Let me tell you a story.
In the far-flung future, humanity has spread across the stars. Earth has very probably gone the way of the dodo: if it exists at all, it's a smoldering mess of a planet, barren, stricken, utterly bereft of life or the prospect thereof. We past generations have had our wicked, heathen way with the world, leaving our by-all-accounts more evolved descendants no choice but to venture further afield in order to survive. People have colonised distant planets, moons, built interstellar cruisers, fleets of space-liners. They have gone on.
But resources have become dangerously scarce. Despite centuries of peace, humanity has fallen back on fears it had thought long forgotten. Tensions are at an all-time high; factions squabble with one another; politicians bicker pointlessly. And then someone, somewhere, starts a fight. Like a rash of pimples, war breaks out.
Stop me if you've heard this one before, why don't you!
Evidently, Arthur C. Clarke award-winning author Paul McAuley has. The Quiet War - part the first of a duology concluded in this year's Gardens of the Sun - is smart, self-aware sci-fi from an author who's learned his lesson. It's a novel which takes as its refreshing core tenet not another interminable iteration of the same old space battles we've been reading about for decades - dare I say centuries - but the build-up to boiling point. McAuley's business in The Quiet War is the slow burn which leads to the titular conflict rather than the fast thrash of so much science fiction.
In Professor Doctor Sri-Hong Owen and "the traitor" Macy Minnot, McAuley offers up a pair of narrative chaperones - one on either side of the ever-escalating crisis. Macy is a reclamation engineer come to the Outer reaches of the galaxy that she might assist with the construction of a biome: an ambitious self-sustaining tented environment on Callisto seen by some as a generous gift from friendly elements in the Pacific Community's government who hope to foster peace, and by others among both strands of humanity as a golden opportunity to deposit a spanner in the works.
Sri, meanwhile, is more highly placed in society than Macy. A gene wizard to rival Avernus, who in her youth - after the great Overturn - pioneered the very technologies which made life so far from home sustainable, the Professor Doctor answers directly to the heads of the ominous and powerful "families" who domineer over the people of Earth like Mafioso prime ministers. She too becomes entangled in the ill-fated construction of the Callisto biome, and when, inevitably, the last hope for peace between the Outers and the Pacific Community comes crashing down, preparations for war begin in earnest. Neither Sri nor Macy wants war, but war it will be, and they must each pick a side.
Says Avernus: "In the past hundred years we have built a plenitude of societies founded on principals of tolerance, mutualism, scientific rationalism, and attempts at true democracy. And on Earth, people have united in common cause to heal the great wounds inflicted by the Overturn, climate change and two centuries of unchecked capitalism. I hoped to see these two worthy and hopeful strands of human history unite and go forward together as equals rather than rivals, sharing unselfishly the best of each other's abilities and achievements. But instead we have war."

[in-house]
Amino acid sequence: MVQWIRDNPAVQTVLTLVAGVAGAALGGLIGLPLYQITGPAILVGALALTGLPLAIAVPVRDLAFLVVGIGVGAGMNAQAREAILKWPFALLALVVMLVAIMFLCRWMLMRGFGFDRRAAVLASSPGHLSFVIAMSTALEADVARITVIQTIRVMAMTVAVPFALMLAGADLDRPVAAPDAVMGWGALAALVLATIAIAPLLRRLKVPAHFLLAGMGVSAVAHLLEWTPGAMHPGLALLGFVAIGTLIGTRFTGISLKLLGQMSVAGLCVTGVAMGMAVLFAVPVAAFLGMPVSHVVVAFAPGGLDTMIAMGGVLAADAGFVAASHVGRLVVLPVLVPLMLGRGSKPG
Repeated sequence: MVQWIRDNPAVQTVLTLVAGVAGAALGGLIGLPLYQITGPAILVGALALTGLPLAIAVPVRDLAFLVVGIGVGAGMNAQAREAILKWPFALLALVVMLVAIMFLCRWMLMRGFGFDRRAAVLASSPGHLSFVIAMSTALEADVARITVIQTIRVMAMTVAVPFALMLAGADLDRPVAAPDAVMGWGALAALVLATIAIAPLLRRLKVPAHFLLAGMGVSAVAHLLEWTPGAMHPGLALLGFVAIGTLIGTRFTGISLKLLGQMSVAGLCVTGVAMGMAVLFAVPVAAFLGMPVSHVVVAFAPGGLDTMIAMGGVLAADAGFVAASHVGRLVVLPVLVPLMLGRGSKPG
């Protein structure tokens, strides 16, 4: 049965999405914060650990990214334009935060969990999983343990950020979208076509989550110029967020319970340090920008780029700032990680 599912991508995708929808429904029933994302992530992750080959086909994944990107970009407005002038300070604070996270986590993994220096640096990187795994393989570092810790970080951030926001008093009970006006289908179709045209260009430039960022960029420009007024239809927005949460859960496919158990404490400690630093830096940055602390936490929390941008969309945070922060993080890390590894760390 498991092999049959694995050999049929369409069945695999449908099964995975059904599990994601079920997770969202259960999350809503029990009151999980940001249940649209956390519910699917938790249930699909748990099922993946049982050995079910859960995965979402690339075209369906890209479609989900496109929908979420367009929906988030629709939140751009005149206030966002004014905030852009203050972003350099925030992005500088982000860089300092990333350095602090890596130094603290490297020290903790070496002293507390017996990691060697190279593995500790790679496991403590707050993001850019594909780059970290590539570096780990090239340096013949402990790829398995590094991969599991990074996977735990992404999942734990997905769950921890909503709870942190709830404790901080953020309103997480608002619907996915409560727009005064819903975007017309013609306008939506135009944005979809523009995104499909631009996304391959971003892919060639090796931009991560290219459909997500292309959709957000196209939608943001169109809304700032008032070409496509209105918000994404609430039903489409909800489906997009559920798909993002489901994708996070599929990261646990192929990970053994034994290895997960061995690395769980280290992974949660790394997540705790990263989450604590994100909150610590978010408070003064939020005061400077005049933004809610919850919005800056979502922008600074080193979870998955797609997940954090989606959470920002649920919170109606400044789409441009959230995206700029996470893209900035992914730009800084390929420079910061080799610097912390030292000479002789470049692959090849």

The Quiet War isn't about exhilarating space battles or explosive action planetside. Presumably to keep those readers who hunger for such in check, there's a sprinkling of each in McAuley's novel, but The Quiet War is more concerned with the micro than the macro of Hamilton and Heinlein. Accordingly, there's a great deal of maneuvering: relentless propagandising from representatives of both quarters of belief, press-ganging to which both Sri and Macy are subject whatever their respective stations in life. Even when the hammer finally falls, we spend only a little time in the proverbial trenches, for the true climax of The Quiet War is a spirited standoff between Sri and Avernus, the gene wizards of each "strand of human history" united at last - and yet crucially at odds with one another. It makes for a quiet finale, but a perfect one, and perfectly appropriate according to the terms McAuley has established.
On the basis of this novel you could feasibly call Paul McAuley the K. J. Parker of sci-fi, for The Quiet War is interested in the politics of war over the war itself. Perhaps some less patient readers will take issue with that; perhaps, if I'm to be blunt, they can get their fix elsewhere. Those who appreciate a measure of thought in their science fiction will find much about McAuley's novel to like, if not to love - not quite. Sri and Macy are fine characters, a little overpowered by the narrative burden they share; McAuley's prose is fluid and rich in vivid imagery, though his fondness for info-dumping too often halts the tale in its tracks; The Quiet War raises a handful of fascinating questions not often addressed in the genre and addresses them meticulously while leaving enough unanswered to make Gardens of the Sun required reading for anyone taken in by McAuley's intimate rebuttal of space opera as we know it.